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Jets hesitation to address positions of need is puzzling

KANSAS CITY, MO - DECEMBER 30: Derek Carr #4 of the Oakland Raiders is sacked and stripped by Justin Houston #50 of the Kansas City Chiefs in the second half of the game at Arrowhead Stadium on December 30, 2018 in Kansas City, Missouri. (Photo by David Eulitt/Getty Images)
KANSAS CITY, MO - DECEMBER 30: Derek Carr #4 of the Oakland Raiders is sacked and stripped by Justin Houston #50 of the Kansas City Chiefs in the second half of the game at Arrowhead Stadium on December 30, 2018 in Kansas City, Missouri. (Photo by David Eulitt/Getty Images)
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The New York Jets have made quite a few splash signings in free agency this offseason but their inability to address positions of need has curbed their overall success.

The New York Jets entered the offseason with an abundance of cap space that was to be used to fill an abundance of needs on the roster. While the team has done an excellent job landing some of the most high-profile names in free agency, the Jets lack of urgency when addressing the true needs of the organization is confounding, to say the least.

Le’Veon Bell was an incredible signing that will help the team out in more ways than can even be calculated. The addition of C.J. Mosley is fantastic and will immediately improve the defense from both a caliber and leadership standpoint.

But you’d be lying if you said that running back and off-ball linebacker were the two most pressing needs to address this offseason.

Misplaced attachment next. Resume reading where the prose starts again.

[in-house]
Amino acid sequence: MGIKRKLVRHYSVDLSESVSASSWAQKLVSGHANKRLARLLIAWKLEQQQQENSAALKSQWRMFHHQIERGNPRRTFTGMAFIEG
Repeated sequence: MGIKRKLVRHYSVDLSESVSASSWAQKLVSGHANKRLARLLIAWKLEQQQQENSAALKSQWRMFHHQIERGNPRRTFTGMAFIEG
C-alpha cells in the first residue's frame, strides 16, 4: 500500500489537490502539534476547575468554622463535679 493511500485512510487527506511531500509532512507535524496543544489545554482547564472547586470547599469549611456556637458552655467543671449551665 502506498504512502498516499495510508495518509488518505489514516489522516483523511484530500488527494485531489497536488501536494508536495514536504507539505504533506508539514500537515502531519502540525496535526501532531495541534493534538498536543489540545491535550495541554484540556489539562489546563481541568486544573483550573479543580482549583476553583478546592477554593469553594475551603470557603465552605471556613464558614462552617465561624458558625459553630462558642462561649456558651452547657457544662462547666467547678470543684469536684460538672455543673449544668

Is it unfair to characterize Bell and Mosley simply by their positions? Yes, perhaps it is. The value that they bring extends beyond simply pigeonholing them within their assigned position on the field.

Still, the fact remains that the Jets have wholly ignored the three most crucial positions of need this offseason — offensive line/center, edge rusher, and cornerback — and that’s a problem.

The Jets did their best work shoring up the offensive line with the addition of former All-Pro guard Kelechi Osemele shortly before the start of the free agency period. This was an excellent start and it showed promise that the team would finish the job they started and finally solidify the offensive line.

Instead, we sit here in late March and their current projected starting center is career reserve, Jonotthan Harrison. Harrison did an admirable job filling in for injuries last season starting a combined eight games at both left guard and center but the versatile veteran is best served as a steady backup option.

The Jets had the opportunity to acquire a high-caliber center in free agency but passed on both Mitch Morse and Matt Paradis, the consensus top options on the market. Veterans John Sullivan and Stefen Wisniewski remain unsigned, but even they’re just stop-gap options for the time being.

This blunder was compounded with the failure to improve upon the cornerback situation. The Jets replaced the oft-penalized Skrine in the nickel with former Atlanta Falcons cornerback Brian Poole. Poole, in many ways, is a discount Skrine who is younger, cheaper, and has more room for development.

But to expect an immediate, noticeable upgrade would consist of ignoring his recent play.

The Jets also seemingly decided to replace the aging, injury-riddled Morris Claiborne with Darryl Roberts, a player who has spent his three seasons in the league as a primary backup candidate.